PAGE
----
Next up are a couple of deleted scenes which were dug up after a big effort in tracking them down. The first scene involves Graham Greene confronting his daughter in a brief but emotional scene with no dialogue, while the second is a scene with John Coffey and the prison guards as they prey before he is sent to the electric chair. The optional commentary from Frank Darabont gives you a good insight into why the scenes were cut, as well as outlining the struggle in bringing these two the viewer in the first place.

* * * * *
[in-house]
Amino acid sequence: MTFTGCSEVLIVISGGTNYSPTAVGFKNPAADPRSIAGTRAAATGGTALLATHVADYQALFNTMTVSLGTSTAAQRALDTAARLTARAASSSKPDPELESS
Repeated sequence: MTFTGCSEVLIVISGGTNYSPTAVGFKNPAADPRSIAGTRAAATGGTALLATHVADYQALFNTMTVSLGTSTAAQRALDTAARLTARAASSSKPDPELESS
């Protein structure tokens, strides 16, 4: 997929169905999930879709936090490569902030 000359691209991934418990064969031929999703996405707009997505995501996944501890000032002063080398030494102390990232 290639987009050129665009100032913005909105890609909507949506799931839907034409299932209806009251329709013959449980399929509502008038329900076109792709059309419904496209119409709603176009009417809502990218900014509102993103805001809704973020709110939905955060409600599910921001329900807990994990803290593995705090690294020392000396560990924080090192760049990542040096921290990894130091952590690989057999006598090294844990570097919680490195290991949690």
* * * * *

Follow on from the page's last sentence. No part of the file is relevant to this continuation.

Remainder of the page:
Michael Clarke Duncan’s screen test is next on the list for disc one, and it’s a ripper. It’s great to see exactly how the test panned out, and it’s obvious to see why he was hired for the role of John Coffey. The piece runs for about eight minutes in total.

Also included is a make-up test with Tom Hanks, which runs for about five minutes overall. Originally Hanks was to play the older Paul Edgecomb thanks to the magic of elaborate make-up, and this is the result of the early experiments. Hanks, in his old-age get-up, reads a scene from the film, then we cut to another scene with Hanks in a different style of make-up as a last test before the filmmakers decided on a different actor. It’s interesting to see what it would’ve looked like, and the choice of finding an actor to play the older Paul Edgecomb is explained in one of the featurettes on disc two.

Green Mile, The (Two-Disc Special Edition)